On Saturday, March 13, 2010, Tennessee is playing in its home state. Nevertheless, it is a solid 3+ hour bus ride to Nashville, where the game is being played.  Tennessee will either need to travel 3-4 hours on the day of the game, or stay in a hotel with all the disadvantages of any road team.  Thus, the only advantage that the location will give  to Tennessee over their semi-final opponent, Kentucky is that the crowd is more likely to root for a Tennessee team.  Vanderbilt, on the other hand, will have every home advantage available at the Sommet Center.  If Vanderbilt and Tennessee  should happen to meet in the Championship Game, Vanderbilt should be considered the home team, and Tennessee should be considered the visitor.  .


  1. Physical Effects of Travel

 If you have ever experienced irregular bowel movements, excess fatigue,  or insomnia during the first few days of a vacation trip, you understand the effect that sleeping I a different place, eating different food, and in some cases being in a different time zone can have on your body.  Not sleeping in your bed, not eating your usual food, not eating on your normal schedule, and not sleeping and waking on your normal schedule all have negative effects on a road team. 

     2.  Practice Schedules

The road team must share the available court time, locker space and meeting space  with all the other road teams in the tournament.  Scheduled practices may be inconvenient, or too short, and lockers may be crowded and uncomfortable.  A player who wants extra practice time at the free throw line, may not be able to get it.  Compare that to the situation for a team with a campus only a half hour away from the tournament site.  They can practice in their usual campus gym at their usual times and for as long as they desire.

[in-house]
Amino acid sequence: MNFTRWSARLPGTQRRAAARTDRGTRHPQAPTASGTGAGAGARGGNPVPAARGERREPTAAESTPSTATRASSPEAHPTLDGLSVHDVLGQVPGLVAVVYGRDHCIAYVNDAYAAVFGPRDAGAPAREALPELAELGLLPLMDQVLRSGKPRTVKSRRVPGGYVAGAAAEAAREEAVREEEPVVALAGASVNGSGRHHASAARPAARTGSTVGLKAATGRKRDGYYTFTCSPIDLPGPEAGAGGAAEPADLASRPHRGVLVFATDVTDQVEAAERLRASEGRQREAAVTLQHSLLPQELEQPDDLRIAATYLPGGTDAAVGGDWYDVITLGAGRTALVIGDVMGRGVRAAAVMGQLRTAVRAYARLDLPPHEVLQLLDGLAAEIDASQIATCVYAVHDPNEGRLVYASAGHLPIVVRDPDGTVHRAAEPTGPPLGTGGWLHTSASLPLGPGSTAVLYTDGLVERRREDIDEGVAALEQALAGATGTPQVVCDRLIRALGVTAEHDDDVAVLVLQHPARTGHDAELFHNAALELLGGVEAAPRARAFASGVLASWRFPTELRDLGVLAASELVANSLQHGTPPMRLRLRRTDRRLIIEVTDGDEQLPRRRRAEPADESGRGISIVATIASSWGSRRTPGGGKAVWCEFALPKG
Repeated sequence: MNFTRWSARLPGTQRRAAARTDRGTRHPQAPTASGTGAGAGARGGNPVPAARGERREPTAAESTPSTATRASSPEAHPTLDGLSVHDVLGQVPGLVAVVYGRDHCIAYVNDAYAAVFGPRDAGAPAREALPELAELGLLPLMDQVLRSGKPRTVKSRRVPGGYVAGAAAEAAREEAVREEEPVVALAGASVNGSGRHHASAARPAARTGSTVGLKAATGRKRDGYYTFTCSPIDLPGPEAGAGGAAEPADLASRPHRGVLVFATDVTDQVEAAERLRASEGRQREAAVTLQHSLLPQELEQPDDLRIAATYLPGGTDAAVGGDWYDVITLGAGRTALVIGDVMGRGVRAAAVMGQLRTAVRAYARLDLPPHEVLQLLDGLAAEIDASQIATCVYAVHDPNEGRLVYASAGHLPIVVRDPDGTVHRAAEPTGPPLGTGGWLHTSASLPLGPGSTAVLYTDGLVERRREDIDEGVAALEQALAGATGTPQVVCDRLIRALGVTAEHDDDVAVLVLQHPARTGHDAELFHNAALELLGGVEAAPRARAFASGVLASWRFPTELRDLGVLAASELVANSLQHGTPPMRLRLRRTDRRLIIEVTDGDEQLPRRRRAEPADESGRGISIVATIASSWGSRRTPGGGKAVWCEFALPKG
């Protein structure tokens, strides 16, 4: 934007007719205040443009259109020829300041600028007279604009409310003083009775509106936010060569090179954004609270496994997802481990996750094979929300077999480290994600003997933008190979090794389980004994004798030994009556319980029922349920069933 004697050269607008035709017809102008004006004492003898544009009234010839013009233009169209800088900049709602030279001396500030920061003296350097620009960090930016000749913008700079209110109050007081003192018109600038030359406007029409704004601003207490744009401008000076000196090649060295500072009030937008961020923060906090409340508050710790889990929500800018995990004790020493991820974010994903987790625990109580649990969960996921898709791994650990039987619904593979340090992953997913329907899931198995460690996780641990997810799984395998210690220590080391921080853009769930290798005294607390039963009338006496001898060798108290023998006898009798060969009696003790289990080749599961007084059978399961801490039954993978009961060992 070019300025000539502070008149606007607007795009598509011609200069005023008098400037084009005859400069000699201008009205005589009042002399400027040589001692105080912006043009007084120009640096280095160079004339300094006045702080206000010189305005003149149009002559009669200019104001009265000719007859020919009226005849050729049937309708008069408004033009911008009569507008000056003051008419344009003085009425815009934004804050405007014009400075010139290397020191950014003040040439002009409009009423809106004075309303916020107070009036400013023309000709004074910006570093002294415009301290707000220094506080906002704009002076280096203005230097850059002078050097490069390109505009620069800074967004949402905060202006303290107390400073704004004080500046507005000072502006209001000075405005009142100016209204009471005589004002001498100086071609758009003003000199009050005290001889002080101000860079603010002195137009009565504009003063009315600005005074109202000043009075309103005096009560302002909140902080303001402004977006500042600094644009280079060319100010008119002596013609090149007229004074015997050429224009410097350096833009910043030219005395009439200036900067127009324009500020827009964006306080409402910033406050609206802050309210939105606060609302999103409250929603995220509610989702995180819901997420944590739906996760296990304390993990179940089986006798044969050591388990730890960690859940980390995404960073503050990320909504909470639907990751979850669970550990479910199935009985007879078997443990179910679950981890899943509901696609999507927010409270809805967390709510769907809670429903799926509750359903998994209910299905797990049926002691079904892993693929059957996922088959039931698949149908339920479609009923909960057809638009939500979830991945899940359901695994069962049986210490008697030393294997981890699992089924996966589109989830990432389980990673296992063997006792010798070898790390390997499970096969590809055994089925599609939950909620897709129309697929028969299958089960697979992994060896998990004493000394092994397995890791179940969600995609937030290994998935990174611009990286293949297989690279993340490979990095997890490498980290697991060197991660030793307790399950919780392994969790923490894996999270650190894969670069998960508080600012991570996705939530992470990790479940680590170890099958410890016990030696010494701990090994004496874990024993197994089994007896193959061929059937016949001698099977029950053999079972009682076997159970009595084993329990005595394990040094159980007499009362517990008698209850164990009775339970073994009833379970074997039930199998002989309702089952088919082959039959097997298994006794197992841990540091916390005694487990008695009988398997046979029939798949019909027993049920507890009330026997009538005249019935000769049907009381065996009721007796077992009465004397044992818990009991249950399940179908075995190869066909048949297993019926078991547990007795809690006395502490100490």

3.  Distractions

Being away from home can create a number of distractions.  In some locations, such as Las Vegas, Hawaii, or Miami, just walking to dinner can present distractions.  Some teams lack the discipline to perform well in locations in which they would rather be taking spring break.

Of course, all the advantages of the home fans and short travel time enjoyed by the local team are equal and opposite disadvantages for teams that are attending from distant campuses.

Often the lines are set based on the public perception that the game is being played on a neutral court.  Mapping distances between the campuses and the tournament arena, and adding or subtracting points for local advantages and disadvantages can provide a winning edge over the line in many games.  

I discussed handicapping for a neutral court in a blog article last year entitled, "March Madness Statistical Handicapping."